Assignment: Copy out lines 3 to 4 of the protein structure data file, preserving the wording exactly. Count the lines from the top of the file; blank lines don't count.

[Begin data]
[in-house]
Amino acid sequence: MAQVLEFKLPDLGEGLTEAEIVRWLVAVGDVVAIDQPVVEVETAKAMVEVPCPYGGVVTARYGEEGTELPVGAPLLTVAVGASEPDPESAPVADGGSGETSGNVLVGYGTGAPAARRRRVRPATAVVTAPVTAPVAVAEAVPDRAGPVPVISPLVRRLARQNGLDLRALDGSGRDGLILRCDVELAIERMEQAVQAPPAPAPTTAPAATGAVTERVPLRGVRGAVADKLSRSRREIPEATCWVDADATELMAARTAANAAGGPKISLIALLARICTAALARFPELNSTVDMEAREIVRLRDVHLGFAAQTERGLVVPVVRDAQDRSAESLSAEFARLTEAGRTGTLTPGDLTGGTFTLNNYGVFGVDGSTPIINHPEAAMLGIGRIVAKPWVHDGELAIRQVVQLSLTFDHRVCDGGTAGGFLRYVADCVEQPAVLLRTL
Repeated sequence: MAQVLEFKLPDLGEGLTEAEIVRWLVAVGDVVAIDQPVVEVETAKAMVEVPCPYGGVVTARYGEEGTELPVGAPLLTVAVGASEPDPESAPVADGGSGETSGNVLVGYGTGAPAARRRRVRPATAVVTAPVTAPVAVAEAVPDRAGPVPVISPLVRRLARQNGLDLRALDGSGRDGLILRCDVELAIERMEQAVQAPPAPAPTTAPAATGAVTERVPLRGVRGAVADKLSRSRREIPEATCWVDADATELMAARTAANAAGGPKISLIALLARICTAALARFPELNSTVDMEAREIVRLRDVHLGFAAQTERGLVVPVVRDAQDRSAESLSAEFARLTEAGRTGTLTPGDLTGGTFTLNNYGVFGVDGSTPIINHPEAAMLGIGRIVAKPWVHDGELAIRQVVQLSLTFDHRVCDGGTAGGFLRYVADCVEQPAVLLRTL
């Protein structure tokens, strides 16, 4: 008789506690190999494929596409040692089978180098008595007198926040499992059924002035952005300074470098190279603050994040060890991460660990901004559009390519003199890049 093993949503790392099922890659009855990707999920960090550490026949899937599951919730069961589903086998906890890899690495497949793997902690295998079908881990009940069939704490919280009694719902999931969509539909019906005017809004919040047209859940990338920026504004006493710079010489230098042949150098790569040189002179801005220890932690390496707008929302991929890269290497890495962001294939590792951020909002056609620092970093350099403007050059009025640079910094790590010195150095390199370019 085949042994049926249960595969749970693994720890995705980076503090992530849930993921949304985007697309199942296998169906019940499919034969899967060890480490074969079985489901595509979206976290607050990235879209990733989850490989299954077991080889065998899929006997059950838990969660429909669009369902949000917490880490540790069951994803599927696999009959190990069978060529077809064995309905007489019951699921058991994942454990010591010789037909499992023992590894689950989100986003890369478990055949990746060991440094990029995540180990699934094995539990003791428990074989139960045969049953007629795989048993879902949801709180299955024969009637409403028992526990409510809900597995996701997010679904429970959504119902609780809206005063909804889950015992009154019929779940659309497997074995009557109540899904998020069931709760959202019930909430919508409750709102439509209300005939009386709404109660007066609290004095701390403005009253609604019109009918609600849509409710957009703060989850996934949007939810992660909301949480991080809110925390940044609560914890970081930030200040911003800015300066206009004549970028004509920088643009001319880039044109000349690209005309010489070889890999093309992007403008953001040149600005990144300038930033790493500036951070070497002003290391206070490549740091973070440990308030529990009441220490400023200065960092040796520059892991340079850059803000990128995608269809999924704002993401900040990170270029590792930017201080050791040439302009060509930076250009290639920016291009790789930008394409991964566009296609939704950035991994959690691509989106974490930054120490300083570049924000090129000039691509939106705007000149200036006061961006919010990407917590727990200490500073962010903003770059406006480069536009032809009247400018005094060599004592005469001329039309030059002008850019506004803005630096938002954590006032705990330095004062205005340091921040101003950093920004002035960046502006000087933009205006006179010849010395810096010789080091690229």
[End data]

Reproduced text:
Repeated sequence: MAQVLEFKLPDLGEGLTEAEIVRWLVAVGDVVAIDQPVVEVETAKAMVEVPCPYGGVVTARYGEEGTELPVGAPLLTVAVGASEPDPESAPVADGGSGETSGNVLVGYGTGAPAARRRRVRPATAVVTAPVTAPVAVAEAVPDRAGPVPVISPLVRRLARQNGLDLRALDGSGRDGLILRCDVELAIERMEQAVQAPPAPAPTTAPAATGAVTERVPLRGVRGAVADKLSRSRREIPEATCWVDADATELMAARTAANAAGGPKISLIALLARICTAALARFPELNSTVDMEAREIVRLRDVHLGFAAQTERGLVVPVVRDAQDRSAESLSAEFARLTEAGRTGTLTPGDLTGGTFTLNNYGVFGVDGSTPIINHPEAAMLGIGRIVAKPWVHDGELAIRQVVQLSLTFDHRVCDGGTAGGFLRYVADCVEQPAVLLRTL
């Protein structure tokens, strides 16, 4: 008789506690190999494929596409040692089978180098008595007198926040499992059924002035952005300074470098190279603050994040060890991460660990901004559009390519003199890049 093993949503790392099922890659009855990707999920960090550490026949899937599951919730069961589903086998906890890899690495497949793997902690295998079908881990009940069939704490919280009694719902999931969509539909019906005017809004919040047209859940990338920026504004006493710079010489230098042949150098790569040189002179801005220890932690390496707008929302991929890269290497890495962001294939590792951020909002056609620092970093350099403007050059009025640079910094790590010195150095390199370019 085949042994049926249960595969749970693994720890995705980076503090992530849930993921949304985007697309199942296998169906019940499919034969899967060890480490074969079985489901595509979206976290607050990235879209990733989850490989299954077991080889065998899929006997059950838990969660429909669009369902949000917490880490540790069951994803599927696999009959190990069978060529077809064995309905007489019951699921058991994942454990010591010789037909499992023992590894689950989100986003890369478990055949990746060991440094990029995540180990699934094995539990003791428990074989139960045969049953007629795989048993879902949801709180299955024969009637409403028992526990409510809900597995996701997010679904429970959504119902609780809206005063909804889950015992009154019929779940659309497997074995009557109540899904998020069931709760959202019930909430919508409750709102439509209300005939009386709404109660007066609290004095701390403005009253609604019109009918609600849509409710957009703060989850996934949007939810992660909301949480991080809110925390940044609560914890970081930030200040911003800015300066206009004549970028004509920088643009001319880039044109000349690209005309010489070889890999093309992007403008953001040149600005990144300038930033790493500036951070070497002003290391206070490549740091973070440990308030529990009441220490400023200065960092040796520059892991340079850059803000990128995608269809999924704002993401900040990170270029590792930017201080050791040439302009060509930076250009290639920016291009790789930008394409991964566009296609939704950035991994959690691509989106974490930054120490300083570049924000090129000039691509939106705007000149200036006061961006919010990407917590727990200490500073962010903003770059406006480069536009032809009247400018005094060599004592005469001329039309030059002008850019506004803005630096938002954590006032705990330095004062205005340091921040101003950093920004002035960046502006000087933009205006006179010849010395810096010789080091690229």